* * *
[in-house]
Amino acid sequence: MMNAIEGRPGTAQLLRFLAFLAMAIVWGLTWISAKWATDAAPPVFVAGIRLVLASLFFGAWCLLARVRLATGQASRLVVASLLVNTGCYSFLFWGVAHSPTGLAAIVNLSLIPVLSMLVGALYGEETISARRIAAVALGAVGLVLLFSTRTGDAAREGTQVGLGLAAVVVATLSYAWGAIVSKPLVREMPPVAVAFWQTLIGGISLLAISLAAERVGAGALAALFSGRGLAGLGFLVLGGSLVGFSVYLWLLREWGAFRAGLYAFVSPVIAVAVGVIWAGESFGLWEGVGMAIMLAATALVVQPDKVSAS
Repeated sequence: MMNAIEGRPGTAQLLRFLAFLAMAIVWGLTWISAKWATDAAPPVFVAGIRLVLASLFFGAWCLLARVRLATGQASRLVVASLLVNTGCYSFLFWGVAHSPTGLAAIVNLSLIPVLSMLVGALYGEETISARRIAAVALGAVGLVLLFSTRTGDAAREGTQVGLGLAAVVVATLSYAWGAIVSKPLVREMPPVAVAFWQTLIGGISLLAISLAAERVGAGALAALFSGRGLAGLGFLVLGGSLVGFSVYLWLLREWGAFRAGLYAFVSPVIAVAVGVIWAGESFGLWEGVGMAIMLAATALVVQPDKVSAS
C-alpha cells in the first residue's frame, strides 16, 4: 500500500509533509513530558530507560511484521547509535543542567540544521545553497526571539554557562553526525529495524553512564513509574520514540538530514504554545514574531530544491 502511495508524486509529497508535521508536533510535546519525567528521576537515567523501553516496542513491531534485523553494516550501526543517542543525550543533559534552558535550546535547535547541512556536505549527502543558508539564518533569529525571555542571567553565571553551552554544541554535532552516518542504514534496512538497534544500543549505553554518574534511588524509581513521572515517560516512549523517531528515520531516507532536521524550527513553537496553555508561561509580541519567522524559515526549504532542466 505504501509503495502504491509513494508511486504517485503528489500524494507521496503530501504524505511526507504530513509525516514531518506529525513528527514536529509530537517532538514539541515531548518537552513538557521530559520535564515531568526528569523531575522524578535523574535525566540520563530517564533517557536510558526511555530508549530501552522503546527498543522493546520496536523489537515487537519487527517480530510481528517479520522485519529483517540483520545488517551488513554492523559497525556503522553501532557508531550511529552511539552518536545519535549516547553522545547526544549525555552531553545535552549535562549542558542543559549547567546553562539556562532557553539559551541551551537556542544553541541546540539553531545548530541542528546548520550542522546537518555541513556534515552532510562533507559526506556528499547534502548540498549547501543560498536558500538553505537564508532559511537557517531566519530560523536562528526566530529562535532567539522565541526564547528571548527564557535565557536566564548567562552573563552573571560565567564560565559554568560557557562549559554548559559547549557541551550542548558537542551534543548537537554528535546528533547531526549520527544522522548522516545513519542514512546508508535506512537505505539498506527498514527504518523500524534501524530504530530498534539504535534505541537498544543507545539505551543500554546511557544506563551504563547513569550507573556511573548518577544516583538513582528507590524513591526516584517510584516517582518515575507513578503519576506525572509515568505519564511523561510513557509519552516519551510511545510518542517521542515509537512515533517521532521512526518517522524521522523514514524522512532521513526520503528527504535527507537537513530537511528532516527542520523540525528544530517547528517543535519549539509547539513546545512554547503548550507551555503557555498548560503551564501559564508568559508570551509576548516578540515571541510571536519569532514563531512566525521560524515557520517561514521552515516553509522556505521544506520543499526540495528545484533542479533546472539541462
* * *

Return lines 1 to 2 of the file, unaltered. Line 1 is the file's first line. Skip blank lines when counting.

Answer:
[in-house]
Amino acid sequence: MMNAIEGRPGTAQLLRFLAFLAMAIVWGLTWISAKWATDAAPPVFVAGIRLVLASLFFGAWCLLARVRLATGQASRLVVASLLVNTGCYSFLFWGVAHSPTGLAAIVNLSLIPVLSMLVGALYGEETISARRIAAVALGAVGLVLLFSTRTGDAAREGTQVGLGLAAVVVATLSYAWGAIVSKPLVREMPPVAVAFWQTLIGGISLLAISLAAERVGAGALAALFSGRGLAGLGFLVLGGSLVGFSVYLWLLREWGAFRAGLYAFVSPVIAVAVGVIWAGESFGLWEGVGMAIMLAATALVVQPDKVSAS